Monterey, Calif. -- Late morning featured three big guns in the bike industry talking economics: Jim Thompson, CEO of Performance and Nashbar; Steve Flagg, founder of Quality Bicycle Products and Stan Day of SRAM.
As a guy who represents the collective interests of SWFBUD member independent bike shops, obviously I'm not a big fan of Performance and Nashbar, which stocks bikes products by the warehouse and can sell bike gear cheap. Thompson didn't reveal much specifics about sales, except to say "flat would be a good year."
He talked in generalities, saying that not only does he have a baseline plan, now you have to have a contingency plan and backup plans that are activated by specific triggers.
Flagg and Day were more forthcoming with sales trends of their companies. Flagg's QBP supplies parts and gear to retail stores, while Day's SRAM provides the original components that go on new bicycles.
Flagg said 68 months of growth came to a "screeching halt" in November 2008. The trending models that showed 20 percent growth could not be trusted anymore and that his staff's human views might have to override the computer. Now, it involved re-examining inventory, he said.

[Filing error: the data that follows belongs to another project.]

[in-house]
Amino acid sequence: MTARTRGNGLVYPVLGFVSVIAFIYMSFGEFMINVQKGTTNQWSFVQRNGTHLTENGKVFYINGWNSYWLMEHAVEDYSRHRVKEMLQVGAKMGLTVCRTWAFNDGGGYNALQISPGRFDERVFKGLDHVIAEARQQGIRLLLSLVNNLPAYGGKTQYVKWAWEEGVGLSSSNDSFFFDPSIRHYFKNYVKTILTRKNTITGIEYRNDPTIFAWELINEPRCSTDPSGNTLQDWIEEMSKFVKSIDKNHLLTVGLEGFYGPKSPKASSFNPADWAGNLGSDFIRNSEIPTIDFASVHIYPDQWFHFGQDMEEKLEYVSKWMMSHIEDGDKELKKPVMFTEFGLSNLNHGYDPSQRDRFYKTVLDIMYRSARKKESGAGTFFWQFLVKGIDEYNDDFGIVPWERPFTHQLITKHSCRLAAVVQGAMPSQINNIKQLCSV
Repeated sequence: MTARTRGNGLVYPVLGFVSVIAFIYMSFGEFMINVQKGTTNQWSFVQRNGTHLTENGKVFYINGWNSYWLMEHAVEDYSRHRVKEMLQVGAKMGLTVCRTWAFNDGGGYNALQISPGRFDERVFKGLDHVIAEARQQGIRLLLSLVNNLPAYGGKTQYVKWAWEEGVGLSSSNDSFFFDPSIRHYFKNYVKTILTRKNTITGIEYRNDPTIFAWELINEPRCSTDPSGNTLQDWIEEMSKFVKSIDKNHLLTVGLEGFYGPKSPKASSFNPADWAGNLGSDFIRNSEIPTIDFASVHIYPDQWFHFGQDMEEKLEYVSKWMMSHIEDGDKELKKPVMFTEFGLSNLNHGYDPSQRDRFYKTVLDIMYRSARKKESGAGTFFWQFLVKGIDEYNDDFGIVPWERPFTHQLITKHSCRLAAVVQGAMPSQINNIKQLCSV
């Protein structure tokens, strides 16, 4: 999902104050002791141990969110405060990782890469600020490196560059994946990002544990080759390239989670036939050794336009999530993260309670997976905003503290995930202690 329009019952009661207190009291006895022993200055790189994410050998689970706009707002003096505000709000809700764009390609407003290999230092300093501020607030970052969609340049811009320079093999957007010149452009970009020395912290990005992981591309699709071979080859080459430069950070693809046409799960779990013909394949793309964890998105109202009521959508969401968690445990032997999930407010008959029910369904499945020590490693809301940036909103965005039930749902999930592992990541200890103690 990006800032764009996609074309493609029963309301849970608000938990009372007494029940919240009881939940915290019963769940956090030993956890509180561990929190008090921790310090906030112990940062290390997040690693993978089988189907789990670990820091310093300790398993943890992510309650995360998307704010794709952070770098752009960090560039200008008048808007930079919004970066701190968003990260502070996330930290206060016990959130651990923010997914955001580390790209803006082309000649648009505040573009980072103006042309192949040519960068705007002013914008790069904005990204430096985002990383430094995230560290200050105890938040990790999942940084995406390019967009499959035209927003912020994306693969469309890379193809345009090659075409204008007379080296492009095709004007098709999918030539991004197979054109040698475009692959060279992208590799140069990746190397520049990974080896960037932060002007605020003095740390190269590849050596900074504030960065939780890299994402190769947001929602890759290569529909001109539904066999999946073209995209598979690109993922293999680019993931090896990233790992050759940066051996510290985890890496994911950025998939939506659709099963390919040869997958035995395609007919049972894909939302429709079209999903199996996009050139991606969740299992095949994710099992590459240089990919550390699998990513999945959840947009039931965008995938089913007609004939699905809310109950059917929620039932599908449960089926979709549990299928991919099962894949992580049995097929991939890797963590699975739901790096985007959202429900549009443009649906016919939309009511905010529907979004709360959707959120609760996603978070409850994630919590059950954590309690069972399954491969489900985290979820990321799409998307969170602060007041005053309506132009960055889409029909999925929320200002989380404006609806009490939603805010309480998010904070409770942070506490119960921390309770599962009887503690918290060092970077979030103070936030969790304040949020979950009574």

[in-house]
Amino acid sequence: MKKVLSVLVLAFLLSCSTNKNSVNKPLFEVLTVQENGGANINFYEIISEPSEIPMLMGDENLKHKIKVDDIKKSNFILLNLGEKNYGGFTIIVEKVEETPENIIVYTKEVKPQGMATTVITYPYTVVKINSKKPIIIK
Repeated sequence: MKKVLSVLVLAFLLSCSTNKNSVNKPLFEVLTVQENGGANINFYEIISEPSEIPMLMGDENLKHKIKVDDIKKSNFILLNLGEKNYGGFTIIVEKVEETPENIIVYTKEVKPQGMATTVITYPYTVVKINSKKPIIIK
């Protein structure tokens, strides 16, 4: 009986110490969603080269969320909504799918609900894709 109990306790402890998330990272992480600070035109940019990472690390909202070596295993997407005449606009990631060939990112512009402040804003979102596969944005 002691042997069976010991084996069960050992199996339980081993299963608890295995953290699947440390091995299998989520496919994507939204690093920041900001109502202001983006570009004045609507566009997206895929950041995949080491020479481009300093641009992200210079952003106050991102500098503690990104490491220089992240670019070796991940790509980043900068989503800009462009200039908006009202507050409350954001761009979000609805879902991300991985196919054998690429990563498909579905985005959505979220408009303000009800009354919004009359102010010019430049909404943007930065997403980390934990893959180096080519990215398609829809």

Day said SRAM's sales were like a rollercoaster ride in the past 15 months: Flying high at a 35 percent growth rate the first three quarters of 2008, then the "switch turned off" in October 2008 and sales are now down 25 percent for the first quarter of 2009. He expects sales to be down 25 percent the second quarter of 2009 as well.
Indeed, times have changed. Thompson said there has been a cultural shift about consumerism in this country and that when we emerge from the other side of the recession the "consumer will be changed."